The discussion panel focused on practical examples of land tenure risk mitigation approaches from live investment cases and proposed recommendations for removing tenure barriers to investment.
The discussions drew on the “first-of-its-kind” investor survey on land rights aimed to address the question, “how does the private sector think about and deal with risks to their investments stemming from unclear or weak land tenure and property rights?"
30 May 2017: A survey carried out by the US Agency for International Development (USAID), Indufor North America and the European Investment Bank uncovered six lessons on how to design investment policies and programmes that help land investors assess risks and protect the land rights of local communities. The survey results were presented during a discussion panel hosted by USAID at the Global Landscapes Forum in Washington DC, US, on 30 May 2018.
The discussion panel focused on practical examples of land tenure risk mitigation approaches from live investment cases and proposed some recommendations for removing tenure barriers to investment.
The discussions drew on the “first-of-its-kind” investor survey on land rights aimed to address the question, “how does the private sector think about and deal with risks to their investments stemming from unclear or weak land tenure and property rights?” The study gathered responses from private investors and developed seven detailed case studies to provide insights on how investors and land operators perceive and confront land tenure challenges in specific investments and seek to provide benefits to local land rights holders.
One of the conclusions of the survey is that land risks are mounting and increasingly important to company’s investment decisions. A second lesson learned is that local community rights to access resources and disputes over land are more important than governance issues such as expropriation or overlapping concessions. Another finding is that more companies are more aware of obligations relating to financial governance, such as the International Finance Corporation’s performance standards, than requirements under land governance standards such as the Voluntary Guidelines on the Responsible Governance of Land Tenure.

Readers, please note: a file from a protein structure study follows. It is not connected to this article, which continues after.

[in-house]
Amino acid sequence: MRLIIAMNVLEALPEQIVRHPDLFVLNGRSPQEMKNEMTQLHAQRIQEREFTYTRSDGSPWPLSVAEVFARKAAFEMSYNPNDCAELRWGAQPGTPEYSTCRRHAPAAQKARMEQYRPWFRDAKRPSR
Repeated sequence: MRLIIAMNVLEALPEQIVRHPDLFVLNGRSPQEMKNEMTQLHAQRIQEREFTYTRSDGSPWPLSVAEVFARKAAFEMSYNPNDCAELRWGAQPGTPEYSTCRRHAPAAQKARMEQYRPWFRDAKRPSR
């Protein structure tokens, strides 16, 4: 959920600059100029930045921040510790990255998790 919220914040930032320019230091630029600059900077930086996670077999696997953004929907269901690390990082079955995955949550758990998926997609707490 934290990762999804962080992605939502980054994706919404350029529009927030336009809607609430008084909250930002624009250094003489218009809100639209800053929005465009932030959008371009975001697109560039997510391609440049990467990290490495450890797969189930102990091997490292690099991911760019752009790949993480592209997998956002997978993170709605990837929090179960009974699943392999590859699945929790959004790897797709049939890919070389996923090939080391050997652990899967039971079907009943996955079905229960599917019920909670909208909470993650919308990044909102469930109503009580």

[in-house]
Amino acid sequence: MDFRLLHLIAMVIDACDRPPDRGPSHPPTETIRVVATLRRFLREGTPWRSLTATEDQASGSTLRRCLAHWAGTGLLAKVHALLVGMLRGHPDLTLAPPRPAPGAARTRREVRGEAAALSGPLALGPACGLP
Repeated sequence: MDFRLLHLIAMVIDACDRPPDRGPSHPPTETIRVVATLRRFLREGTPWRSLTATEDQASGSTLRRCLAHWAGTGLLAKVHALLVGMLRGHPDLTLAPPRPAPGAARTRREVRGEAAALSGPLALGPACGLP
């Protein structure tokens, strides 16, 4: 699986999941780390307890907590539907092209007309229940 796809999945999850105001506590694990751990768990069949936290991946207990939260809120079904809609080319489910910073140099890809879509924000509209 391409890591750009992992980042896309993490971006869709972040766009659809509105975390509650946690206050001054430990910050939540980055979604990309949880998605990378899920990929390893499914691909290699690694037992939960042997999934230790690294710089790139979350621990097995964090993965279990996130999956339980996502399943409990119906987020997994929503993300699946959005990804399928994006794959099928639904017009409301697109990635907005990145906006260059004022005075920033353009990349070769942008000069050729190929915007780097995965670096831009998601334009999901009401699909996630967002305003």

The study further found that “every respondent company assesses land tenure risks,” with the majority of respondents stating that they undertake community consultations and field verification of land titles. However, fewer than half of the companies surveyed mapped land holdings or conducted environmental impact assessments or environmental and social impact assessments.
Other findings highlighted the broad recognition that “active community engagement works better than exclusionary tactics,” and that land tenure risks contribute to economic losses due to the rejection or abandonment of at least 66 percent of reported projects.
The survey report also provides some examples of how companies budgeted and planned for long-term community engagement in efforts to reduce tenure risks to operations. [Global Landscapes Forum Press Release] [Event information]